Farmer convicted for breaking cattle tails

By APNZ, Ashburton Guardian staff

File photo / Thinkstock
File photo / Thinkstock

A dairy farmer has been convicted of ill-treating 154 cows by breaking their tails.

Kevin Craig Smith, 38, was convicted in Ashburton District Court today on charges laid by the Ministry for Primary Industries under the Animal Welfare Act 1999.

Smith earlier pleaded guilty to the wilful ill-treatment of the dairy cows by breaking their tails and failing to provide them with treatment for the damage. He also admitted hitting the animals with a plastic pipe, MPI said.

Smith will be sentenced on October 14.

Suspicions around Smith's treatment of the cows were raised in April after a technician working on the farm heard a loud noise and sounds of distress from a cow.

When she went to see what happened, she saw a cow with blood coming down its tail. Smith took no obvious steps to treat the injury.

After the incident, a veterinary inspection found 154 cows had fractures in their tails, clearly deliberate.

Smith admitted to MPI that he broke the tails and was "sickened'' by what he had done, MPI said.

MPI Canterbury/Westland District Compliance Manager, Peter Hyde, said Smith's treatment of the animals under his care was some of the worst he had come across in his district.

"The defendant didn't accidentally break the tails trying to force the cows into the milking shed, they were deliberately broken after he lost his temper,'' he said.

"This sort of behaviour is totally unacceptable to MPI and the wider farming community. If animal welfare abuse of this nature is detected it will almost certainly result in prosecution.''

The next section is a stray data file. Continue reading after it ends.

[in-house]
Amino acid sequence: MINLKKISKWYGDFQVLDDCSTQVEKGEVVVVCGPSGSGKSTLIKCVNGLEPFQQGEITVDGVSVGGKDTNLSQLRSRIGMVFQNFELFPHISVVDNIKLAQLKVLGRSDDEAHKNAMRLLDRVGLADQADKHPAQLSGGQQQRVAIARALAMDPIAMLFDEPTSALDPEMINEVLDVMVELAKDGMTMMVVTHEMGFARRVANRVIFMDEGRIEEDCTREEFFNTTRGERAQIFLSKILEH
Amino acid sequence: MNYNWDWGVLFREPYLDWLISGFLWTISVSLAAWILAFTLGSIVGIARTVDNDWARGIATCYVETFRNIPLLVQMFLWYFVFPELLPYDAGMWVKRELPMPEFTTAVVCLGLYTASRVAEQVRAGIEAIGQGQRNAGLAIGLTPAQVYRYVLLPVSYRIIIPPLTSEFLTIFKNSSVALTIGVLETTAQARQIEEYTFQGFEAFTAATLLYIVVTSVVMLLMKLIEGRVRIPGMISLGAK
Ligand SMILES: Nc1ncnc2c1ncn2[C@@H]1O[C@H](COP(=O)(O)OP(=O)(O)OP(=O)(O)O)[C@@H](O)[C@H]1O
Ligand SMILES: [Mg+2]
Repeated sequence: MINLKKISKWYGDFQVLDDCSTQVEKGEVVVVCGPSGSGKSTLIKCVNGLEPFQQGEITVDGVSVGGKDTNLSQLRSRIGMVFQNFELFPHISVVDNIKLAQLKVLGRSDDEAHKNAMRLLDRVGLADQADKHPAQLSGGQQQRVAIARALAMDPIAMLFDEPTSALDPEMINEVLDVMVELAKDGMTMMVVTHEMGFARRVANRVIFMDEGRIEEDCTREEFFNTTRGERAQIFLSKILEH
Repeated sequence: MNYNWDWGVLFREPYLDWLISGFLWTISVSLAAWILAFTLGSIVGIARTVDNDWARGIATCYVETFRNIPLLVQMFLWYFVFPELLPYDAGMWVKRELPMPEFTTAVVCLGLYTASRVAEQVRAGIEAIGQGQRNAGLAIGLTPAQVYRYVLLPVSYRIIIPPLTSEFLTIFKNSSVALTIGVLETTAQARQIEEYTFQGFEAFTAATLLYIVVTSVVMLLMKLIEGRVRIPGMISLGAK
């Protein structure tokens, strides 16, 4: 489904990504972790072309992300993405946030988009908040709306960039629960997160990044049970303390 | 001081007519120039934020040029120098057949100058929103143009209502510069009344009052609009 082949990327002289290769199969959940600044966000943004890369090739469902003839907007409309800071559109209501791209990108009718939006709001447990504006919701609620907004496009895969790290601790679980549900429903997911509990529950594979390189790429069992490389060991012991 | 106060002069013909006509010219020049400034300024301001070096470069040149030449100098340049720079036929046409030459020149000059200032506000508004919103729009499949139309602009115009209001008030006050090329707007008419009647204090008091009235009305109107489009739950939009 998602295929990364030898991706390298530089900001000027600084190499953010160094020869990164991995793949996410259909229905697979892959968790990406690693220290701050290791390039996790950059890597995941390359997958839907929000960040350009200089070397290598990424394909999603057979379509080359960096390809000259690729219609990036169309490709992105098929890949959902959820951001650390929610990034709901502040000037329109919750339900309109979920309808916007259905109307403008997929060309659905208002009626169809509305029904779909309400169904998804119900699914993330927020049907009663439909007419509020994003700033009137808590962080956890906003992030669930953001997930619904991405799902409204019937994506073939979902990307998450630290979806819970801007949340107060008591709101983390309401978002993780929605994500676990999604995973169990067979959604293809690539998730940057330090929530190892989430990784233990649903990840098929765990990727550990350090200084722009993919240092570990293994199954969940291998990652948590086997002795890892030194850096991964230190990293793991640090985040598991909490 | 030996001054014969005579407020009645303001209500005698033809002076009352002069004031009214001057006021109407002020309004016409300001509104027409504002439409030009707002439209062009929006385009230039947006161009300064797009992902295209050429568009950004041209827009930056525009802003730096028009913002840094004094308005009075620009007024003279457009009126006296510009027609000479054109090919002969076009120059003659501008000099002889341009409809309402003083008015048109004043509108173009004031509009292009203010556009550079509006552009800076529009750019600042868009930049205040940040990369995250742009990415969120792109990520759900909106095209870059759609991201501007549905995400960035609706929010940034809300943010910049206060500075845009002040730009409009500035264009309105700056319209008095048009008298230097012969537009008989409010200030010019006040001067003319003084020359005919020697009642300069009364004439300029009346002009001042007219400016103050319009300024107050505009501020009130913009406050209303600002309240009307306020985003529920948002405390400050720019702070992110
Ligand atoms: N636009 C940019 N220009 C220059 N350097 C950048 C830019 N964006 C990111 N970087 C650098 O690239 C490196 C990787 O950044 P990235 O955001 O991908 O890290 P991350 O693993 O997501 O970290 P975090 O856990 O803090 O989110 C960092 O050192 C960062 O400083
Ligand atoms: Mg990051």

Federated Farmers Mid Canterbury dairy spokesman Hamish Davidson has condemned the actions of Smith, saying "there is no place for animal cruelty in the industry''.

Smith had been contracted as a lower order sharemilker on the farm in June last year, responsible for 640 cows. By January his employer had concerns about Smith's ability to run the farm, and he was informed his contract would not be renewed. However his offending only came to light in April, and a subsequent veterinary examination found 154 animals, 30 per cent of the herd, had broken tails.

"I don't know why it was done or the pressure he was under but there's no place for it,'' Mr Davidson said. "Humans already make them conform to our systems and I think whatever sentence he gets he deserves.

"You hear the odd thing on farms that someone has done something like that, but usually the outcome is instant dismissal because it's animal cruelty, but I have never heard of it on this scale before.''

Mr Davidson said stress from the abuse would have also impacted on the productivity of the cattle involved.


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